Everybody loves a Washington sex scandal. But let’s not talk about sex for a second. A truly serious crime may have been committed in the Petraeus case.
Was the relationship between the Great Man and the Other Woman a crime? No way; fornication and adultery are not federal offenses.
What about the flaming emails she sent to the Other Other Woman? Not even close to a crime. Nothing to see here. Move along.
But wait! The billets-doux Petraeus sent to his paramour-cum-biographer on an unencrypted Gmail account! Weren’t they a threat to national security? An invitation to blackmail?
Not at all—unless Paula Broadwell turns out to be a Russian spy (which is all this story needs to fully command the attention of Congress and the media until we all fall down the fiscal cliff).
But, yes, a potentially serious violation of legal procedure took place in this sordid mess. It was the conduct of the Federal Bureau of Investigation agent at the heart of L’Affaire Petraeus.
An FBI agent based in Tampa, who has been identified by The New York Times as Frederick W. Humphries II, decided on his own that he would slip the raw reporting on the case to a member of Congress. The leak of the defamatory data about the director of the Central Intelligence Agency quickly made its way to House Majority Leader Eric Cantor, who told the FBI’s chief, Robert S. Mueller III.
Then it quickly spread among the leaders of the American intelligence establishment, and Petraeus himself. Career over; reputation stained. Petraeus is not the first director of the CIA to be embarrassed out of office. But he is certainly the first to have been embarrassed out of office by a rogue FBI agent’s leak about his sex life.
To repeat: a thorough search, if thoroughly unwarranted, through the private correspondence of Petraeus and Broadwell found no federal crime and no threat to national security. There was no information even close to approaching the threshold of potential danger to American intelligence that would have required the FBI to report the case to Congress. It was only a case of sex between two consenting adults, still legal under the federal statutes, though it violates one or two of the Ten Commandments.
With a judge’s warrant—and in Hoover’s heyday, often without—the FBI has the power to read your mail, rifle through your personal papers, tap your phone, and bug your bedroom.
Why then, in the name of God, did this matter proceed from an allegation of online bullying to the personal mortification and political destruction of a highly respected public figure?
Because FBI special agent Frederick W. Humphries II thought it was the right thing to do. In this, he appears to have been alone among his fellow agents. And yet, when he leaked the case to Congress, he carried the institutional imprimatur of the FBI in his attaché case.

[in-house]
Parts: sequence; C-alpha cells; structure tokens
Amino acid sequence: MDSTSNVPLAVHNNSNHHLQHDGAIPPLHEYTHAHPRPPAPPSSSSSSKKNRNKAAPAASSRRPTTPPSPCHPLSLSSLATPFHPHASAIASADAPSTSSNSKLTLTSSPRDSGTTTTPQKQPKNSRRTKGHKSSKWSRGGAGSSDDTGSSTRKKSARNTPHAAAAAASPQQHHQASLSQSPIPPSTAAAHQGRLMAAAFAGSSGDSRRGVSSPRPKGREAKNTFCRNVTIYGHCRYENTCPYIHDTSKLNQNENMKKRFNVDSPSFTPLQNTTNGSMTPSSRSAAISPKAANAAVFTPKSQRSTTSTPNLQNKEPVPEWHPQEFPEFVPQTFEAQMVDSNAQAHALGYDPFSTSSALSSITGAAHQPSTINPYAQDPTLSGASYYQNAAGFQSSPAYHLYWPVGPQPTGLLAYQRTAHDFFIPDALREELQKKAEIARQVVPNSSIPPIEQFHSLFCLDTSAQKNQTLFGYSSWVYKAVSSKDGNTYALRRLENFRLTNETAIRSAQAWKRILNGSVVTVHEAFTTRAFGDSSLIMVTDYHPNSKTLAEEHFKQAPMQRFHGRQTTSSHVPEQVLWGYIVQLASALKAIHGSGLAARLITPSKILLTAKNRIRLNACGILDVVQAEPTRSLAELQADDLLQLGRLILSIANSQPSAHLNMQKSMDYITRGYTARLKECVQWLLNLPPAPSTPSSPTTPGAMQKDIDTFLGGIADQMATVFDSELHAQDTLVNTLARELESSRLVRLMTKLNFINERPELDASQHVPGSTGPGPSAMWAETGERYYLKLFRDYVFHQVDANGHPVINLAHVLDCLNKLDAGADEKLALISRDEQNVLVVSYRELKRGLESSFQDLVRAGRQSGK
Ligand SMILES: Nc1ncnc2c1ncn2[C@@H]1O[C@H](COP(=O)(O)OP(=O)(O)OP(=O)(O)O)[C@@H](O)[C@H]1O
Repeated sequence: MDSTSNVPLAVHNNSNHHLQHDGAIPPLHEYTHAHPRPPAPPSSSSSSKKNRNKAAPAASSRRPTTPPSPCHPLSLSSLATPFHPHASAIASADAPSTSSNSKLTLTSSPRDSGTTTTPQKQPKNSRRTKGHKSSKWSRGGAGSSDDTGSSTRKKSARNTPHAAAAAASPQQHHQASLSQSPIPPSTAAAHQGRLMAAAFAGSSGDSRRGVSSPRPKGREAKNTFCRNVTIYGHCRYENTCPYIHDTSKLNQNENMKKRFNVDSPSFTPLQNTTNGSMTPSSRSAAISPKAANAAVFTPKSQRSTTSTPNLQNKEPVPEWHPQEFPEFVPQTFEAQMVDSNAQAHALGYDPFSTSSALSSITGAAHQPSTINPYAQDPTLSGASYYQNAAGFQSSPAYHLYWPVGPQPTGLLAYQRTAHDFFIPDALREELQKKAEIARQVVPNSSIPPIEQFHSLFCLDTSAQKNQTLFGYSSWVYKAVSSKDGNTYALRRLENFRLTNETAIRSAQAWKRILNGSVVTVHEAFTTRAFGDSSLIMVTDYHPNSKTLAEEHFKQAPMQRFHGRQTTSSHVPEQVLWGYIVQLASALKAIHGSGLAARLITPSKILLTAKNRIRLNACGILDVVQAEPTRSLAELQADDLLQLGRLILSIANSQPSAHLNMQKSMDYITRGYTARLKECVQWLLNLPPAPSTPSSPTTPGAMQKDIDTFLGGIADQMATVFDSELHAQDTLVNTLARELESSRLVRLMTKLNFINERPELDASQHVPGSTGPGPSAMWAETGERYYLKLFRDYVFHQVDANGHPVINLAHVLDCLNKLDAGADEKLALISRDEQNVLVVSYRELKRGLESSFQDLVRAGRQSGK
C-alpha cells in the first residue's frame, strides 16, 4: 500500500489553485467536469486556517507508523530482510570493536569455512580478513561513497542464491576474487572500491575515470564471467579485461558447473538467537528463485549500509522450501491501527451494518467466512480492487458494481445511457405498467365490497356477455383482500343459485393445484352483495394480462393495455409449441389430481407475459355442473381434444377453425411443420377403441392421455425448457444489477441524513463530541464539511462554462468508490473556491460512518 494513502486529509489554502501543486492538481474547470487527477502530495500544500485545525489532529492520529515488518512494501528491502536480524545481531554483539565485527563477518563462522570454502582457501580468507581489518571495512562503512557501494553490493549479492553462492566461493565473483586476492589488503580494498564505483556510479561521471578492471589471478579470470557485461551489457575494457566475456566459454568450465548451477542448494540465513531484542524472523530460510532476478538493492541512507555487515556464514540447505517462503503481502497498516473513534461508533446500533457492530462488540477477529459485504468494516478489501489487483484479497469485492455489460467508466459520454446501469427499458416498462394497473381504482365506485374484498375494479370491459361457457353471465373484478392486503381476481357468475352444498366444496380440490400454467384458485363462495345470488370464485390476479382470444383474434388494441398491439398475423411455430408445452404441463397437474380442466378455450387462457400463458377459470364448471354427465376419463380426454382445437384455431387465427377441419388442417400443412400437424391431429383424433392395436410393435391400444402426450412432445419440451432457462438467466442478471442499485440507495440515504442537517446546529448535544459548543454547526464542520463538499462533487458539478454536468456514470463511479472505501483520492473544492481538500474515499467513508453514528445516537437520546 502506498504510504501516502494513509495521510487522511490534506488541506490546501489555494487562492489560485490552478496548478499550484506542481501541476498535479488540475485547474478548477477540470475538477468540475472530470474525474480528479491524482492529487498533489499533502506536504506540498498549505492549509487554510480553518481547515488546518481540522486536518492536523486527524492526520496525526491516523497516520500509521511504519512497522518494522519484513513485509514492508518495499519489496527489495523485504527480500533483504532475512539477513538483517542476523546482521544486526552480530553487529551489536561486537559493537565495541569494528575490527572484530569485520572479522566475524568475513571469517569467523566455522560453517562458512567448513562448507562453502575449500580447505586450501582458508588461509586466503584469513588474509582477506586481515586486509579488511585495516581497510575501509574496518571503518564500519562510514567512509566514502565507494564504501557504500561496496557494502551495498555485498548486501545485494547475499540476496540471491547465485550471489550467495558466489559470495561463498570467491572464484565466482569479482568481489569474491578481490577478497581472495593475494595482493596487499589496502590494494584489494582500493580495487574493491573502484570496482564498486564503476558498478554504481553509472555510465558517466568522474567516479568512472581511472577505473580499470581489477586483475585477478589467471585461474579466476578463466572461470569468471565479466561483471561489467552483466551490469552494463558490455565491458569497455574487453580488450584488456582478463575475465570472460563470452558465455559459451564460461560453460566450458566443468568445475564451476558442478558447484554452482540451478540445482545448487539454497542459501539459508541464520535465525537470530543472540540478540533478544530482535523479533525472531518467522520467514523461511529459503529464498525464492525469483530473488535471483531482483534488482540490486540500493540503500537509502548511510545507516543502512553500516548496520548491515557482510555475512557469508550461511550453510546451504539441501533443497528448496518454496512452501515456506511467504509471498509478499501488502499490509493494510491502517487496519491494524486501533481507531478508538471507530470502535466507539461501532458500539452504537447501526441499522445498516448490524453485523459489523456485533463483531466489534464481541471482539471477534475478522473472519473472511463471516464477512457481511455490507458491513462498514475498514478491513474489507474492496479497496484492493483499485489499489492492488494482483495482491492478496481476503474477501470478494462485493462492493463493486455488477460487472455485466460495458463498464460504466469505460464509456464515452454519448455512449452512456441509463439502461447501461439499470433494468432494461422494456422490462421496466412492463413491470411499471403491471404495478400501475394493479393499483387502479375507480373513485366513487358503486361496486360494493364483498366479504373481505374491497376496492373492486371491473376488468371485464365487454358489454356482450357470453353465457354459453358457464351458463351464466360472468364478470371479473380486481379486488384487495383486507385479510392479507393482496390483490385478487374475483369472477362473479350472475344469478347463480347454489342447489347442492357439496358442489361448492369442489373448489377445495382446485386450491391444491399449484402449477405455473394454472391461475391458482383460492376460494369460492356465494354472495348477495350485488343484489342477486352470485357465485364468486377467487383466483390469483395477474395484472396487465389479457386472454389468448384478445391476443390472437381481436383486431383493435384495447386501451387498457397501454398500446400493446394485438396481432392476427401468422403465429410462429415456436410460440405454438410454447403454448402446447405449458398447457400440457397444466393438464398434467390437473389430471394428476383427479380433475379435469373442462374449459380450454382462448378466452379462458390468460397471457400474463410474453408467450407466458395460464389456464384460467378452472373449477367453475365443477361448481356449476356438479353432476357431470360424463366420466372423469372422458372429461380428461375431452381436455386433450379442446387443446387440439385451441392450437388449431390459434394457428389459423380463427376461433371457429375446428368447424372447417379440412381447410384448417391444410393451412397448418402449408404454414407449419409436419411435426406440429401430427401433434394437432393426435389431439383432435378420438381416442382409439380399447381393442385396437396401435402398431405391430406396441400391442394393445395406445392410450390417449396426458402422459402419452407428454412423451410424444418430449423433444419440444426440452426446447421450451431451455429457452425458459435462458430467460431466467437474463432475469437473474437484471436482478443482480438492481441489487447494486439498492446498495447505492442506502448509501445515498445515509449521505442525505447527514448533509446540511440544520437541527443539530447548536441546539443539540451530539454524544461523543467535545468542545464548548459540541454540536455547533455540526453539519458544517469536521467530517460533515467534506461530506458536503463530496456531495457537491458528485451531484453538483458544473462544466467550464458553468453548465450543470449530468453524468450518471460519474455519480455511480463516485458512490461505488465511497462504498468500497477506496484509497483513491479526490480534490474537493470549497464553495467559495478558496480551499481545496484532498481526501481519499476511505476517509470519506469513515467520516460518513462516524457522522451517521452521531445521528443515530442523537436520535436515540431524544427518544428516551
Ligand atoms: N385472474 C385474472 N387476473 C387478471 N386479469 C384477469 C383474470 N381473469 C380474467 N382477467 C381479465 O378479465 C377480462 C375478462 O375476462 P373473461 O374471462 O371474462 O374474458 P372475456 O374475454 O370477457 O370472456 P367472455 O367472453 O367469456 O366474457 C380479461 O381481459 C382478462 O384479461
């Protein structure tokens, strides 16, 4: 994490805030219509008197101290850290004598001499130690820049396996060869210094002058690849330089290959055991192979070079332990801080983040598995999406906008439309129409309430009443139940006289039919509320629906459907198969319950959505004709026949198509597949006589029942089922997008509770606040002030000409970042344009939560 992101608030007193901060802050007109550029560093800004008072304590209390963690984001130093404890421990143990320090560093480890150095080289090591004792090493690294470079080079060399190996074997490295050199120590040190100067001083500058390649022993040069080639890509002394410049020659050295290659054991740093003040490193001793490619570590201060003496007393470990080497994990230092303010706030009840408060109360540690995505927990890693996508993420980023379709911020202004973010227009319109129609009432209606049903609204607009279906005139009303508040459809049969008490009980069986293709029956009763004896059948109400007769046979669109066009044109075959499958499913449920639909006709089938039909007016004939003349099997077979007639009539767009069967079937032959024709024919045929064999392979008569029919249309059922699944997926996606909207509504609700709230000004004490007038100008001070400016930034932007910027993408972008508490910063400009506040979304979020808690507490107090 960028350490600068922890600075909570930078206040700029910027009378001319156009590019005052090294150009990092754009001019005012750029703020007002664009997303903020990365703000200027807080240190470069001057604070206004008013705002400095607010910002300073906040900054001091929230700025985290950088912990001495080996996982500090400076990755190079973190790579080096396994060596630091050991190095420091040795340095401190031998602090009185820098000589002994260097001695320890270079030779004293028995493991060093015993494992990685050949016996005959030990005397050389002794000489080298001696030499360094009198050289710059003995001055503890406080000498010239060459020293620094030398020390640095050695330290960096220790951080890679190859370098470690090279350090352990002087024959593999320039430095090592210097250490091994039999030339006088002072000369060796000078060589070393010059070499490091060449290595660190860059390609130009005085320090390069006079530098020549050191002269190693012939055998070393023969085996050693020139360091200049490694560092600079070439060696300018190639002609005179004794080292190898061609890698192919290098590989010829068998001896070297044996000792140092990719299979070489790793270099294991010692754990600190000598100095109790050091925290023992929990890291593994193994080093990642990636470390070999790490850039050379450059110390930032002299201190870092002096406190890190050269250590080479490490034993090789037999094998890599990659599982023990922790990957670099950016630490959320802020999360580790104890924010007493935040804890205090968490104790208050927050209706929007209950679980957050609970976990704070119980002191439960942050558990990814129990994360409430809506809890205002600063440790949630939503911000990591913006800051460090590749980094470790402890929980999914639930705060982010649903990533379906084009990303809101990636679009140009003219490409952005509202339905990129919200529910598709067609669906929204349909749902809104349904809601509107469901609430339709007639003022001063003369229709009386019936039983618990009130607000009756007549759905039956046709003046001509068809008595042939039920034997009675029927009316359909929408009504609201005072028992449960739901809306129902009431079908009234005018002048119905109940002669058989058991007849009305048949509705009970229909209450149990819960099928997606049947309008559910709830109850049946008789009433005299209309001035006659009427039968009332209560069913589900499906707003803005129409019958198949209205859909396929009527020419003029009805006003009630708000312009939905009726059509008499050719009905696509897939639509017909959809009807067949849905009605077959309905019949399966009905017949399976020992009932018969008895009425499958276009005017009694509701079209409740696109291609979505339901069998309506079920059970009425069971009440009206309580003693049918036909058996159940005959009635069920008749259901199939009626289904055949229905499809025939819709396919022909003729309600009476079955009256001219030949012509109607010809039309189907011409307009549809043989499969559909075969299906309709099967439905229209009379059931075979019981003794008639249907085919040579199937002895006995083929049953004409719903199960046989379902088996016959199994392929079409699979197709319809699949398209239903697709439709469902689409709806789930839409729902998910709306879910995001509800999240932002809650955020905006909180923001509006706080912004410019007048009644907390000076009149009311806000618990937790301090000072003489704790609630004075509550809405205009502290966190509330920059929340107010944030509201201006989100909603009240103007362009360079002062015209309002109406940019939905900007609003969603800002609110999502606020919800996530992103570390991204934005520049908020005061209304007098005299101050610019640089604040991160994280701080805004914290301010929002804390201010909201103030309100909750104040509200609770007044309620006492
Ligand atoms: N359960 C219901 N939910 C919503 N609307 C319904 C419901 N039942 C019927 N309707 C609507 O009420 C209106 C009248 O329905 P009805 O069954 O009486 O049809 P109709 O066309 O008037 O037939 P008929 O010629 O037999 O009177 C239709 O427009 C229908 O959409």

The agent in question appears to have had a career marked by impressive professional highlights, along with a certain personal and political zeal that places him toward the rightward edge of the American political spectrum. His colleagues have called him aggressive and obsessive. Aggressive is a good character trait in an FBI agent.
Obsessive is not always quite so good.
Michael Tomasky and David Frum discuss whether the Petraeus scandal ever needed to go public.
By the accounts of the FBI itself, the agent was told there was no case here, and then further instructed, in no uncertain detail, to stay the hell away from the investigation. At this point, he appears to have decided that he and he alone was the law, that he and he alone knew what was best for national security, and that he and he alone should decide how this case should proceed.
He appears to have believed that, in the immortal words of Sen. Joseph McCarthy, he faced a conspiracy so immense that only he could stop it—a conspiracy to cover up the case of the century, a conspiracy to save the Obama administration from embarrassment or worse, a conspiracy to ensure the reelection of the president of the United States.
Sounds like a bad movie?
It is, and we have seen this movie before. It ran for many years, throughout the Cold War, and it starred J. Edgar Hoover, the FBI director from 1924 to 1972. In those bad old days, Hoover ruled by fear. He abused the truly awesome powers that the bureau possesses under law.
With a judge’s warrant—and in Hoover’s heyday, often without—the FBI has the power to read your mail, rifle through your personal papers, tap your phone, and bug your bedroom. Hoover himself did that to Martin Luther King, and he came up with tape recordings of King having sex with women who were not his wife. He tried to peddle this filth all over Washington, but not one member of Congress or one member of the press corps would touch it.
Times have changed.
This kind of backstabbing should have gone to its grave with Hoover 40 years ago. It is now time for FBI Director Bob Mueller, who has time and again proved himself an honorable man, to tell his agents and the American people that this is not Hoover’s outfit. That is not the way
the American law-enforcement and intelligence establishment uses its power under law. Trial by leak is not the American way. Nor is it any of the FBI’s damn business what any American, including the director of the CIA, does in bed in his own free time and of his own free will.
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